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for people who care about the West

Real reporting for a divided country

A post-election message from our publisher.

Shot-up stop sign at the crossroads
Crossroads in the 'dobes
Paul Larmer
Yesterday, the day after an election that, to the shock of many, landed Donald Trump in the White House, I drove the main highway through our rural county here in western Colorado. It was dusk, and there were just a few headlights on the road. As I passed the shuttered lumber mill, the drive-in movie theater (still operational!), and the well-lit Wal-Mart, and headed into the comfortable darkness of cornfields and the canyons beyond, I couldn't help but think about what the red and blue election maps showed so clearly: that there remains a profound divide between rural and urban people in this country. My county, Delta, voted 70 percent for Trump, as well as for the conservative congressman who represents our district. Delta County is one of the most impoverished counties in the state, with an average per capita income of $23,890. Two of the three area coal mines have closed in the last couple of years.

I often get asked why High Country News, a magazine that covers environmental and social issues, is based in a place like this. Why not Boulder or Portland? Because, I say, you can't really understand the West, or the nation as a whole, if you don't understand its rural communities. And you can't really understand rural communities unless you live in one.

The incoming Trump administration will be the ninth High Country News has covered since we began in 1970. The first was Richard Nixon, a conservative Republican who ironically passed the most significant environmental laws in history. They included a Clean Air Act that made western Colorado’s relatively clean coal marketable to Eastern and Midwestern utilities, providing thousands of miners and their families, some of them my neighbors, with good-paying jobs for decades.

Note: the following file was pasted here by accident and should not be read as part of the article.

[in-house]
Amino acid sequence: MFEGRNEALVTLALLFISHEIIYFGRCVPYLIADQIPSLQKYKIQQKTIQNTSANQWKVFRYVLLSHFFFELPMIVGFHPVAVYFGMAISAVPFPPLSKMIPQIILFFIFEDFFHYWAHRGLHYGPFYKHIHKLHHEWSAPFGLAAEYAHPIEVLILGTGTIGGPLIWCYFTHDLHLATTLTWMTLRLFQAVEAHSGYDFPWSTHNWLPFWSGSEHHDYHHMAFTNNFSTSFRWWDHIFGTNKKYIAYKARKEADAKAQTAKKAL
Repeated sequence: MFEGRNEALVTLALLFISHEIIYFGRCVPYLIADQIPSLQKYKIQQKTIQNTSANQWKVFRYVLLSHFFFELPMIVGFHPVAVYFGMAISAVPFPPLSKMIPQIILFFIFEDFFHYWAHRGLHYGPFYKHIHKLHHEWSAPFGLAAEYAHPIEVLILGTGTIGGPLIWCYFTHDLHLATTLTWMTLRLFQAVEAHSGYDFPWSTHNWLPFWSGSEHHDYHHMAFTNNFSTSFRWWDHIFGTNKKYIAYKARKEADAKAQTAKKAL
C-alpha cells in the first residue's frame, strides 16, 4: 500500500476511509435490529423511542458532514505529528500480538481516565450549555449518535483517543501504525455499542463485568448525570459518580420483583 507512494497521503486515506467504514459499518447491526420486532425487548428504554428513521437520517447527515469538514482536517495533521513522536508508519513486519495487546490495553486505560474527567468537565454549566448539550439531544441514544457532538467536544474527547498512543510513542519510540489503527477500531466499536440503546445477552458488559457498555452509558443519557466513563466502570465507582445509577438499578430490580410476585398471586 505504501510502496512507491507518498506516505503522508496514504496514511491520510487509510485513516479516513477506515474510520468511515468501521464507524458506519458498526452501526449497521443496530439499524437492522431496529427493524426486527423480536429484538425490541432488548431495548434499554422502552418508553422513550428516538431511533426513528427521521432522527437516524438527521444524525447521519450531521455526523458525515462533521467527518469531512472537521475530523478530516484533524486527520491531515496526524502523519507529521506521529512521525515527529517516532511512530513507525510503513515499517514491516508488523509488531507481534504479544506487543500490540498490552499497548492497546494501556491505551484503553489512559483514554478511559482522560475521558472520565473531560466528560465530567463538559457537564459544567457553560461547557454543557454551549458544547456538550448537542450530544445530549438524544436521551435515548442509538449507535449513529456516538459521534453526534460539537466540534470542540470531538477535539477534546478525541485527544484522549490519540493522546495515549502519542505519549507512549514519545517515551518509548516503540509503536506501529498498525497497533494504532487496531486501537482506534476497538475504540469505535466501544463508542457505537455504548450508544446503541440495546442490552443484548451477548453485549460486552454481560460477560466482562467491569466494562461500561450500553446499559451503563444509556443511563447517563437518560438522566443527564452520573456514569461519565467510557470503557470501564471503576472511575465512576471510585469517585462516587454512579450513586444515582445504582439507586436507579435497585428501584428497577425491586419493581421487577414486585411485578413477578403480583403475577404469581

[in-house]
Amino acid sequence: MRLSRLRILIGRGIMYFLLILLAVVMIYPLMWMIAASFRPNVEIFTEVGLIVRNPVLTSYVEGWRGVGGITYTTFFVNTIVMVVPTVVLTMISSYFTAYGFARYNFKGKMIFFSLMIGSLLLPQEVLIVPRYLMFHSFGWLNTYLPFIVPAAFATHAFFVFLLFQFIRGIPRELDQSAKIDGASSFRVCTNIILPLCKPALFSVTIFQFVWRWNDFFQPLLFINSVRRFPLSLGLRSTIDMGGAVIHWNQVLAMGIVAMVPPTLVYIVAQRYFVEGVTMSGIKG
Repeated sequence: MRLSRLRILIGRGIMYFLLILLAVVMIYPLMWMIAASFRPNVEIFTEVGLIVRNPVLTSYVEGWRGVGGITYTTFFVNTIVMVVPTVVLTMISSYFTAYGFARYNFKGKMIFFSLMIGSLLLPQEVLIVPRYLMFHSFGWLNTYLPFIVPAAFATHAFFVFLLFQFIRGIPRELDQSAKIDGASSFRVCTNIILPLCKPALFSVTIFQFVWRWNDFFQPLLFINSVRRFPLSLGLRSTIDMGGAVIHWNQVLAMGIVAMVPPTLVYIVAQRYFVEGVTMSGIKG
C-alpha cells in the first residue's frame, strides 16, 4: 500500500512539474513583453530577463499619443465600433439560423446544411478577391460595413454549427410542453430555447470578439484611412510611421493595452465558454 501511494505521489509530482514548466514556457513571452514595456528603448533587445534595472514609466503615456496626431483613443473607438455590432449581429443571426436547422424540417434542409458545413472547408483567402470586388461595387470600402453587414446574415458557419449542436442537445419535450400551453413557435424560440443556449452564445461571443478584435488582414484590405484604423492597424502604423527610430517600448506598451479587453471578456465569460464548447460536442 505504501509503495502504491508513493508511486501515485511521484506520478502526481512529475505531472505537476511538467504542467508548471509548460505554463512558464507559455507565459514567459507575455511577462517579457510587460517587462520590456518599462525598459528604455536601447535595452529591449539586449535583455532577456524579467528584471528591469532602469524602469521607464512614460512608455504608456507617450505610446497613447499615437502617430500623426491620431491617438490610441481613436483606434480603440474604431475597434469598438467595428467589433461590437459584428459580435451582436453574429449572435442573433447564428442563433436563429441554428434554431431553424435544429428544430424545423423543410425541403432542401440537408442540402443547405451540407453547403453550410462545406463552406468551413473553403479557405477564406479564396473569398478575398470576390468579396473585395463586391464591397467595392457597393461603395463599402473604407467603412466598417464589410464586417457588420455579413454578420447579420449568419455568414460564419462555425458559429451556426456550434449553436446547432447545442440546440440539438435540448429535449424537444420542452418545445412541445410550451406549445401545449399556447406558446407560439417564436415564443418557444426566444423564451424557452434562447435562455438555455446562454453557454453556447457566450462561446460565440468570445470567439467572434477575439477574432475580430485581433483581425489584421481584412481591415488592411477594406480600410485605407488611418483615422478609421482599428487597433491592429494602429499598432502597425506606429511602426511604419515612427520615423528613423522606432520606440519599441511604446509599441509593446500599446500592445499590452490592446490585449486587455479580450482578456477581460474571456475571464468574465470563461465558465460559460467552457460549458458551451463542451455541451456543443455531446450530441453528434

What will a Trump administration mean for the West and the country? Can he bring back the coal mining jobs being lost to markets that favor natural gas and renewables? Will he accelerate oil and gas drilling on the public lands to pay for badly needed infrastructure projects? Will he rescind historic climate change compacts and national monuments forged by the Obama administration? Will he build a bigger wall on the Mexican border and drastically change our immigration policies? Will protest movements blossom as never before?

Wherever the storyline goes, HCN will be there, because we are in this for the long haul. Over the coming months and years, our dedicated reporters will monitor the changes a Trump administration brings, digging into the nitty-gritty details and examining how the new government plays out in our communities, both urban and rural. We will provide you with all the context we can muster, so you can understand not just what is happening today, but why. And we will continue to follow stories of progress on the ground, many of which have little to do with the machinations of administrations and Congress, but instead rely on the creativity and perseverance of Americans like you.

Delta County landscape
On the road to Delta, Colorado
Paul Larmer

Despite Trump's campaign rhetoric – much of it laced with meanness, bigotry and bravado – we know from our history that the things that presidents say they will do are quite different than what they can actually do. Even Ronald Reagan's apocalyptic Interior secretary, James Watt, and George W. Bush's vice president, Dick Cheney, could not reshape the public lands to fulfill their extraction-heavy dreams. Bedrock environmental laws and a citizenry vigorously exercising its constitutional right to speak and protest tempered their wilder proposals. 

As I pulled into town at the end of my drive, a single light winked high on the dark mountains; normally, you don't see any lights on the national forest. But then I remembered that it is rifle season, and no doubt some hunters were returning to their camp after a glorious day in the public's woods. There's a chance these hunters and I had different views at the ballot box, but there's an even better chance that we share more values in common than not. It is my hope that we'll all move forward on protecting those shared values. 

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